Also, note that similar to MLPerf, RobotPerf aims to become an industry standard by adoption. Placing ROS 2 at the center of this approach encourages roboticists to use ROS for performance evaluation, benefiting the entire robotics ecosystem. Attempting to leverage ROS’ successful community standadization efforts to generate an industry standard (RobotPerf) is nothing wrong or bad for ROS, quite the opposite. The informational and non-enforceable nature of REP-2014 was intended as a guideline, not a strict rule. Its rejection by the ROS 2 TSC is a missed opportunity to set common conventions that could have positively impacted the community.

Let me give you a direct example of the relevance of a “consensus in benchmarking”: in the last RobotPerf release we disclosed that we’re observing a very concerning behavior with Fast DDS when it comes to analyzing the latency of certain perception computational graphs:

This is not new and If you were more involved in the technology, you would probably be concerned by problems like this a bit more. Having REP-2014 out there would help us all align and agree on a general way to collect metrics, benchmark and compare.

Fair enough Phil, here’s a improved version of what I conveyed before, but now including actional proposals:

TSC Issue Comment Suggested action
Lack of Transparency I criticized the lack of transparency in the TSC’s decision-making process, particularly in the evaluation of REP-2014, and other WG-related matters. I called for more openness and accountability. All decisions by the TSC should be disclosed, including voters and votes
Non-Technical Rejection I expressed frustration that the feedback for the rejection of REP-2014 was mostly non-technical, despite the proposal feedback being discussed, reviewed, re-iterated based on initial feedback, which we addressed in detail TSC comments and feedback should remain technical. If they don’t have the expertise, they should either defer to the corresponding WGs or invite external independent experts (without conflicts of interest) that advise accordingly
Political Nature of TSC I criticized the TSC for being more political and less technological, and questioned the value of the current TSC setup TSC membership shouldn’t be voted by the TSC, it should be voted by the community as a whole (open poll to all members of the community), preferrably in an open/transparent manner (again to facilitate accountability). Also, TSC memberships should be renewed and voted periodically, e.g. every year. Politics and lobbying within the TSC should be rejected.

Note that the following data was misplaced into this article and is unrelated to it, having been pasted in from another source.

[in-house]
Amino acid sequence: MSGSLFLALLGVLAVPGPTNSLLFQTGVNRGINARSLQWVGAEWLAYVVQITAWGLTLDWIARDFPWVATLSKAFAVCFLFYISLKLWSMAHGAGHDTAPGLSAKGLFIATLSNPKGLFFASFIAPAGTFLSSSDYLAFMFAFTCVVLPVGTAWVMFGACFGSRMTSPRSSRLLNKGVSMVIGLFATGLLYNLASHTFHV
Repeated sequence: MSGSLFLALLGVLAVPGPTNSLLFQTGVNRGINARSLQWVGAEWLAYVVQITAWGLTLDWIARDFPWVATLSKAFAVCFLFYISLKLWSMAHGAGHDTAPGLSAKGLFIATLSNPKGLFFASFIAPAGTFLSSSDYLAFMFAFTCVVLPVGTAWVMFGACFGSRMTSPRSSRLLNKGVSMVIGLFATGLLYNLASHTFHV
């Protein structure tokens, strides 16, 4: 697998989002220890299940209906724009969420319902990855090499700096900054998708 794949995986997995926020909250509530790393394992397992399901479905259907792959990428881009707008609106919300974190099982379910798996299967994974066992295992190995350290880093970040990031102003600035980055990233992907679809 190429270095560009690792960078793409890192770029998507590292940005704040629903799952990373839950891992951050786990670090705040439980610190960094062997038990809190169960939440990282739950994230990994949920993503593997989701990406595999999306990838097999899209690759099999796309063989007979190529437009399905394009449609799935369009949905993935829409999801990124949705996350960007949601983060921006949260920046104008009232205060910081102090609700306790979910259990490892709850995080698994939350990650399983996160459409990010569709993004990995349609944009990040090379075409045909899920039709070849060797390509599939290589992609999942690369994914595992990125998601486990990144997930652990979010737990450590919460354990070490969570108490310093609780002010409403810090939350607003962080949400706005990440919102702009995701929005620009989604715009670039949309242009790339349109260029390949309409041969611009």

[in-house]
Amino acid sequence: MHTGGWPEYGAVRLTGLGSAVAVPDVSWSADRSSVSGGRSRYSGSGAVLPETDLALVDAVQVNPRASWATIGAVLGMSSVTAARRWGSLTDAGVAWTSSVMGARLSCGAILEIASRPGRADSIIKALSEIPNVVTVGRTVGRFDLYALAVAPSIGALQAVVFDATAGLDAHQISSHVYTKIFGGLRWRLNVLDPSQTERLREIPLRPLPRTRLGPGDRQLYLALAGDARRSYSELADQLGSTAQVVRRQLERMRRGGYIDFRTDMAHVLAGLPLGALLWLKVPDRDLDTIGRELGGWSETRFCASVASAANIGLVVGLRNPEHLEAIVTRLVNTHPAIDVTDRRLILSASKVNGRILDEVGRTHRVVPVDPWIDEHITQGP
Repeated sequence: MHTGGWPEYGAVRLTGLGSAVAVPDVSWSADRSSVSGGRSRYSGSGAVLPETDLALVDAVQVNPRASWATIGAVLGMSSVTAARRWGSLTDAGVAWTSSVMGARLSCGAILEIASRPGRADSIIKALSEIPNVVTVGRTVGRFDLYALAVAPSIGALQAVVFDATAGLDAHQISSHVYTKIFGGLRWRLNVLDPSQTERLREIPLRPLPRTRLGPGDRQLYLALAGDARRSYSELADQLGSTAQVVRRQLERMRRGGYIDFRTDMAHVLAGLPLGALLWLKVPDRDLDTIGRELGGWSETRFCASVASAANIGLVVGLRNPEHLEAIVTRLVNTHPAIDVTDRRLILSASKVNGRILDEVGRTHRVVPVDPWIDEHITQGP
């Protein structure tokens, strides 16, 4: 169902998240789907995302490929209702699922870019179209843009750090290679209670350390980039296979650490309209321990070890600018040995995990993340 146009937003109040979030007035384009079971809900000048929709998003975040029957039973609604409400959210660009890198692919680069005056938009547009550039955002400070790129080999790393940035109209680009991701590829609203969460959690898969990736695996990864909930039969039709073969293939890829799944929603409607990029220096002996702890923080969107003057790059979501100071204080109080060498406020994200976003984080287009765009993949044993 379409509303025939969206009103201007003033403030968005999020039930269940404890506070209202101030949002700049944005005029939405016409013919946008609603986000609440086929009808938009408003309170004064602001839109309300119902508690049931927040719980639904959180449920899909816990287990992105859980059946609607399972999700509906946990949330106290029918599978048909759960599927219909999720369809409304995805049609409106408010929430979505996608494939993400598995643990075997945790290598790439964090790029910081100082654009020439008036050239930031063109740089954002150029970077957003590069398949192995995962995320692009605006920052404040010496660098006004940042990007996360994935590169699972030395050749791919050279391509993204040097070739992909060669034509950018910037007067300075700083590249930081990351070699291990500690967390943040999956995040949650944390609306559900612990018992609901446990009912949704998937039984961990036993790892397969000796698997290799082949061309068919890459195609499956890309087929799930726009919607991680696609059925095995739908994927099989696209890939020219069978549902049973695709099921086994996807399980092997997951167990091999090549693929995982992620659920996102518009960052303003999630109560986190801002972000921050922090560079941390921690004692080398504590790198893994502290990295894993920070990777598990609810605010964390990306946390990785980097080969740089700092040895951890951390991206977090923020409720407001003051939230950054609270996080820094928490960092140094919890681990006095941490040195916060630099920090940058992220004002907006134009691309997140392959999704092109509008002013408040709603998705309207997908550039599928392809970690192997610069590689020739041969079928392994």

Lack of Strong Contributors I criticized the TSC for missing strong contributors, key players, and individuals with a strong track record in the community. TSC should be diverse in both gender and representation. Companies (Big companies, smaller and startups) as well as community (non-affiliated membership) representatives should get similar representation counts. The overall ROS community should have avenues/methods to raise concerns against TSC members, and methods to replace them if appropriate
Anonymous Lobbying I expressed concern about anonymous lobbying (mostly corporates, and under confidentiality) and the confidential tone of ROS TSC discussions Confidentiality should be an exception, and never used for TSC decisions
Need for Community-Centric Governance I called for a change in the current leadership towards a more community-centric governance model TSC community representatives should increase to match the count of company representatives and (regardless of their affiliation) should act as non-affiliated for what the TSC matters concern
Inconsistency in Standardization I criticized the inconsistency in the TSC’s decision to reject standardizing a benchmarking approach in ROS 2, despite existing ROS codebase consensus, despite existing accepted implementations and despite the consensus reached among those involved in its development Accept the community standards as community standards. Don’t reject what’s obvious (e.g. adoption of ros2_tracing) for tracing and metrics collection.
Lack of Accountability I criticized the opacity and lack of accountability in the governance structure, and called for proper mechanisms to replace inactive or non-contributing representatives All votes should be publicly disclosed, with the corresponding voters. Voters should be allowed to provide comments to clarify their position. All TSC members should be elected by the community, accountable for their acts and/or replaced given the right circumstances
Slowing Down of Innovation I expressed concern that recent policies and events are slowing down the innovation process in the ROS ecosystem and discouraging many from continuing to contribute Proactive contributions aligned with ROS interests should be encouraged. Not discouraged or stopped. TSC should carefully consider the technical value of each new initiative and its implications for the ROS ecosystem